Cytokines are critical for host defense but are also key factors in immune and inflammatory diseases. Innate and adaptive lymphocytes, including T cells, are important selective producers of cytokines, and it is through the production of these that immune responses work together to eliminate microbial pathogens. Host defense against pathogenic microorganisms requires this elegant means of communication between innate and adaptive arms of the immune system. Indeed, cytokines produced by various types of lymphocytes exquisitely tailor immune responses that effectively eliminate intracellular and extracellular pathogens when regulated properly. On the other hand, hyper-active lymphocytes can drive allergic and autoimmune diseases. Conversely, loss-of-function mutations of lymphocyte genes can cause primary immunodeficiencies.
The goal of the Molecular Immunology and Inflammation Branch (MIIB) is to understand how lymphocytes differentiate to selectively produce key immunoregulatory cytokines and to better define the molecular basis of cytokine action.
Discovery of JAK3 and Development of Jakinibs
We now know that a plethora of cytokines is produced by innate immune cells and that these cytokines are critical for the development and specification of CD4 subsets. A substantial portion of cytokines (more than 60) binds to receptors that associate with a class of protein tyrosine kinases termed Janus Kinases or JAKs (illustrated in Figure 2). The MIIB first cloned human JAK3, a kinase predominantly expressed in immune and hematopoietic cells; in partnership with NIH colleagues, the branch went on to demonstrate that JAK3 associates with the common γ chain (γc). This shared cytokine receptor is used by interleukin-2 (IL-2), IL-4, IL-7, IL-9, IL-15, and IL-21, and we found that mutations of JAK3 underlie autosomal recessive severe combined immunodeficiency (SCID). Because of the critical functions of JAKs in cytokine signaling, pharmacological JAK inhibitors (jakinibs) were developed as a new class of immunomodulatory drugs. The NIH holds patents pertaining to Janus Kinases and identification of immune modulators (United States patents 7,070,972 and 7,488,808). The NIAMS partnered with Pfizer in a Cooperative Research and Development Agreement (CRADA), leading to the development of multiple jakinibs. At present, there are nine approved jakinibs for indications ranging from rheumatoid arthritis, psoriatic arthritis, juvenile arthritis, ulcerative colitis, atopic dermatitis, graft-vs-host disease, and myeloproliferative neoplasms to COVID-19. The MIIB, in collaboration with other investigators, is studying the efficacy of jakinibs in lupus, Sjogren’s syndrome, and other disorders.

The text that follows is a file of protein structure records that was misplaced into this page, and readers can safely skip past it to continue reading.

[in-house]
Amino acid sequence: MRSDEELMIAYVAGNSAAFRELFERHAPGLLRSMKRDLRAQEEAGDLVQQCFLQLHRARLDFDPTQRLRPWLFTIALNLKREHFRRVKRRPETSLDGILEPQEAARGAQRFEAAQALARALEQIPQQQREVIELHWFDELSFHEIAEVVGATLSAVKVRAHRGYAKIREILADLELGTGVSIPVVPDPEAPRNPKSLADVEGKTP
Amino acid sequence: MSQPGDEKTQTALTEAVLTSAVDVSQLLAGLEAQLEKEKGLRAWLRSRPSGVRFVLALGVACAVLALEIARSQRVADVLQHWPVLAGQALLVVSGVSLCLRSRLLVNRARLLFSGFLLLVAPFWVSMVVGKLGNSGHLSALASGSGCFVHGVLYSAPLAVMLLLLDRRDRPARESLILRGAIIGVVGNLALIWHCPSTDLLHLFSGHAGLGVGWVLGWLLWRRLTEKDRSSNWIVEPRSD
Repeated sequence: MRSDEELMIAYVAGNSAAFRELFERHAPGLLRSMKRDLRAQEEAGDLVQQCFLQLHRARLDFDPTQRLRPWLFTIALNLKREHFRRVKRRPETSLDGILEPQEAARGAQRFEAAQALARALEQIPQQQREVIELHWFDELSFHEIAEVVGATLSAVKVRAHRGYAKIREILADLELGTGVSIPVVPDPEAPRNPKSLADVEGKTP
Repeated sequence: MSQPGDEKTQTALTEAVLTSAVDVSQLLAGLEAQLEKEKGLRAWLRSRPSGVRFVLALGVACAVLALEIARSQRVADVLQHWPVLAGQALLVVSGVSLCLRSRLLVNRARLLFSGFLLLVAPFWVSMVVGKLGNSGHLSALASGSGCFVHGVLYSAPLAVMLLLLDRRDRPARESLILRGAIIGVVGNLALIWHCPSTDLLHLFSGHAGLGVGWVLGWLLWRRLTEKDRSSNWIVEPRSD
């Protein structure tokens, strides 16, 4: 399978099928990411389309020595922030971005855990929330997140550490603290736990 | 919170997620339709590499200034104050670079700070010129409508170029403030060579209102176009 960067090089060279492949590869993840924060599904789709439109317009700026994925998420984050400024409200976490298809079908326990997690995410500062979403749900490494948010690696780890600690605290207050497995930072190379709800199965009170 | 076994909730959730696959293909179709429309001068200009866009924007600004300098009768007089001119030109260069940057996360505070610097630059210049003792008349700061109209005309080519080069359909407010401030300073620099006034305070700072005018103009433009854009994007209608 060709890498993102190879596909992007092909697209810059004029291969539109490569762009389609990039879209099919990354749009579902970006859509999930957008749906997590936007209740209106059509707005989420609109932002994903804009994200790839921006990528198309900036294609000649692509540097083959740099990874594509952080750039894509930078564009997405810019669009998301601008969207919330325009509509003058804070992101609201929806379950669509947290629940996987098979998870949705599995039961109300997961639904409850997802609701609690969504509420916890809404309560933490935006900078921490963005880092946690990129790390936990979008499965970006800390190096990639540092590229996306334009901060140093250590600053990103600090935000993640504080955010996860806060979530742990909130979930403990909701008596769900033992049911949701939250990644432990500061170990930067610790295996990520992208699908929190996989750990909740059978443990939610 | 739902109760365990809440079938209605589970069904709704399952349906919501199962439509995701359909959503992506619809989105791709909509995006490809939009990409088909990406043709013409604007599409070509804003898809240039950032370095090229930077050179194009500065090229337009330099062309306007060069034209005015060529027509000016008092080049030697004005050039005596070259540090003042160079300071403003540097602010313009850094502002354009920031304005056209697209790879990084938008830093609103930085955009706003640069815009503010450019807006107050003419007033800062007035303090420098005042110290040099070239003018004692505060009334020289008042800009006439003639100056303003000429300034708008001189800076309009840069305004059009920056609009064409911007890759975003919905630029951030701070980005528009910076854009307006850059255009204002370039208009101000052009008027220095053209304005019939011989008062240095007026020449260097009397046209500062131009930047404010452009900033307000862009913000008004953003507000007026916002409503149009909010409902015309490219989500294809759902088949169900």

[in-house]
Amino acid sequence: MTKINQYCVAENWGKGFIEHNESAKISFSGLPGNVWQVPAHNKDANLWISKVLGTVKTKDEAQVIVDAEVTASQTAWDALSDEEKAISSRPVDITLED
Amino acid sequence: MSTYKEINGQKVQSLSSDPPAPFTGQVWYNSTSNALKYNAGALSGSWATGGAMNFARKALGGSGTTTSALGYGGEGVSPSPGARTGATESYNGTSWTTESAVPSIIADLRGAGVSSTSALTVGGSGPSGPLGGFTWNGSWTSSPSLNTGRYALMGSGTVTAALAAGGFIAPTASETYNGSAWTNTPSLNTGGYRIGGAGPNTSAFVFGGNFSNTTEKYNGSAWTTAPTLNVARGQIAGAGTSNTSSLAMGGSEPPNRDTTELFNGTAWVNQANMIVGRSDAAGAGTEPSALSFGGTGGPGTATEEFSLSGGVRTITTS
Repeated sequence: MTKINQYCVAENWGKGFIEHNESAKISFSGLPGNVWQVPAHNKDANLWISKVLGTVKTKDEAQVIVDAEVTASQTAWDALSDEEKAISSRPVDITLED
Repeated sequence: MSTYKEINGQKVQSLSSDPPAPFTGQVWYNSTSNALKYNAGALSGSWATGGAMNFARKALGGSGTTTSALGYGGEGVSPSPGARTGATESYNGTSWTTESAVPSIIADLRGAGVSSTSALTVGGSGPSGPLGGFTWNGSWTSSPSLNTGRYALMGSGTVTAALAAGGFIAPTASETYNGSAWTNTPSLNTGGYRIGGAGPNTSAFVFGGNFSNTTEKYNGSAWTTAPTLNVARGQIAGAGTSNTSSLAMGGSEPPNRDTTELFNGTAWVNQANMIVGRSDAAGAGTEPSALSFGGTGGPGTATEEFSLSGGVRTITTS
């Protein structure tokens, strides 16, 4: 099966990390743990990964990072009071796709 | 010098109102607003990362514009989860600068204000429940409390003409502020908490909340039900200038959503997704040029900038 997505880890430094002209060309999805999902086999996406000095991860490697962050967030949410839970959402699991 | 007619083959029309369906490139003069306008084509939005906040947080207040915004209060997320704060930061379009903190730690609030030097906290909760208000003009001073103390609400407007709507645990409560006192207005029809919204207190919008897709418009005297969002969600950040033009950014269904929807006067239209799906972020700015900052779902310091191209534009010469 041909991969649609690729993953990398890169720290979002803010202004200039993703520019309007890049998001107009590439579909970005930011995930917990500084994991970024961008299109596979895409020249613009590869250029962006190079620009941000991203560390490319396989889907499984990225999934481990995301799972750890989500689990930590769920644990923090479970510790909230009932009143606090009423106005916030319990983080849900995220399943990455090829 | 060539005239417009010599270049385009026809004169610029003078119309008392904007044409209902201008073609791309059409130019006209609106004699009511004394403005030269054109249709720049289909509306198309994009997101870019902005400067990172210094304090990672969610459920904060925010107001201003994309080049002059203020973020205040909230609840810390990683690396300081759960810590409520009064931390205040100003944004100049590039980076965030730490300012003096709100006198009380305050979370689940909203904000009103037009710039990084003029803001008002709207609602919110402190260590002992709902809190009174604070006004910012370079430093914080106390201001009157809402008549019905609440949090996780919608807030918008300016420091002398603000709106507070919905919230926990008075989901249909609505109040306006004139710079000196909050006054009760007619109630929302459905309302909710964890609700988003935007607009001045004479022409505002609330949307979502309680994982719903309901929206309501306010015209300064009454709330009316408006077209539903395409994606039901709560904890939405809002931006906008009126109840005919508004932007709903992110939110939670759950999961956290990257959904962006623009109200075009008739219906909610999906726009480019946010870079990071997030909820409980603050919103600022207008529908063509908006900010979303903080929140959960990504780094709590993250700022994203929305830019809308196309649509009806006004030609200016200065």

Cytokine Signaling via STATs